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MILAN (VN) — The Giro d’Italia is on board with a new group of top-level cycling teams that was officially unveiled Tuesday morning because it offers a way for cycling to grow.
“If done right,” Giro race director Mauro Vegni told Italy’s La Gazzetta dello Sport, “it can increase the value and enhance the product we have.”
Tuesday morning, 11 UCI WorldTour teams announced they were the founding board members for UK-based Velon, with Graham Bartlett as the appointed CEO. In a press release, Velon said it has three main goals: to create a more exciting sport, to support the teams’ longevity, and to bring in new technology like the onboard cameras used in the 2014 Tour de France.
The founding members are Belkin, BMC Racing, Garmin-Sharp, Lampre-Merida, Lotto-Belisol, Omega Pharma-Quick Step, Orica-GreenEdge, Giant-Shimano, Sky, Tinkoff-Saxo, and Trek Factory Racing. Seven WorldTour teams from 2014 are not part of the group.
The teams helped convince the UCI and race organizers this year to allow onboard cameras in the Tour de Suisse, the Tour de France, and the Vuelta a España via Velon’s InCycle video company.
“You need to bring the fans inside the sport, like they’ve done in Formula One, allowing the viewer to see inside the cars,” Bartlett told VeloNews.
“You need the excitement and education to engage that fan base, to bring these things together. Our intention is to bring those things to race organizers — new products, new ideas, to create new revenue streams. It’s a process. It takes time. We know we’re not going to get rich overnight. This really has to focus on how to change an economic model that’s existed for 100 years.”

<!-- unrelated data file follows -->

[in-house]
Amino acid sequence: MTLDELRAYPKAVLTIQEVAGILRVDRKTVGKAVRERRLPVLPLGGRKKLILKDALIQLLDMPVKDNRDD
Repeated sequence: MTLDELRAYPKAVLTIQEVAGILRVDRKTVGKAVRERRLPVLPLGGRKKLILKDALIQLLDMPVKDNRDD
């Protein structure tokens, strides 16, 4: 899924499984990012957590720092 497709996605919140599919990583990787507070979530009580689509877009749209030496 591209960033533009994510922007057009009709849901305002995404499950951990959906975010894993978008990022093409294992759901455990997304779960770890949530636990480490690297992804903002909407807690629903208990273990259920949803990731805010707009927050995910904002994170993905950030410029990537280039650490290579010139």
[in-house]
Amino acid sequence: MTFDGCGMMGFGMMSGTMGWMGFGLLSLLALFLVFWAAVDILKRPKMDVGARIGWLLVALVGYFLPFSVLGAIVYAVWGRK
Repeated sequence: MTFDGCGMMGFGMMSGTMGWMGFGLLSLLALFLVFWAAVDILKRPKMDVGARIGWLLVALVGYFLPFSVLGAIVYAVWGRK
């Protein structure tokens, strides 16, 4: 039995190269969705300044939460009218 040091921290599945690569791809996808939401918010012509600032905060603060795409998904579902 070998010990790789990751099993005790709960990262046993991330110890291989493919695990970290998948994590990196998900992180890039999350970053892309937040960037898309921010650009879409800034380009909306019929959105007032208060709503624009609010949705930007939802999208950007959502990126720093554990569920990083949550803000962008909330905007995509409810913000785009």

Bartlett explained that the teams bring the cyclists and bikes to the races so they are an important partner for the organizers. The biggest organizers include ASO with the Tour de France, RCS Sport with the Giro d’Italia, and Flanders Classics with several one-day races.
“The teams are making a commercial and marketing decision, and that can be useful for our sport because, if it is done with passion and balance, with customized video direction, it will increase the value of sport and enhance the product,” Vegni said.
“By now, the way in which we view the sport is change. People want to see what is behind the scene, they want to get on the team bus of the star cyclists and see the race from the bicycle.
“Velon is starting with the aim of presenting cycling in a different way, putting on the table what the teams have, which is the cyclists.”
ASO is the biggest organizer at the table with its Tour de France and lucrative TV rights. It announced Monday that the 2016 Tour would begin in Manche, Normandy, but has yet to react to the birth of Velon.
Perhaps in a sign of allegiance to ASO, all three French teams on the WorldTour — FDJ.fr, Ag2r-La Mondiale, and Europcar — did not join Velon. The other three non-member WorldTour teams are Astana with Tour winner Vincenzo Nibali, Movistar with Giro winner Nairo Quintana, and Katusha. Cannonade is the last team on the 2014 lineup, but it is merging with Garmin for 2015.
Vegni participated in the recent UCI stakeholder meetings for the 2017 reforms. He told Velonews that his race and the other two grand tours would remain at three weeks long, but said changes are happening. He left open the door for ideas like the ones presented by Velon.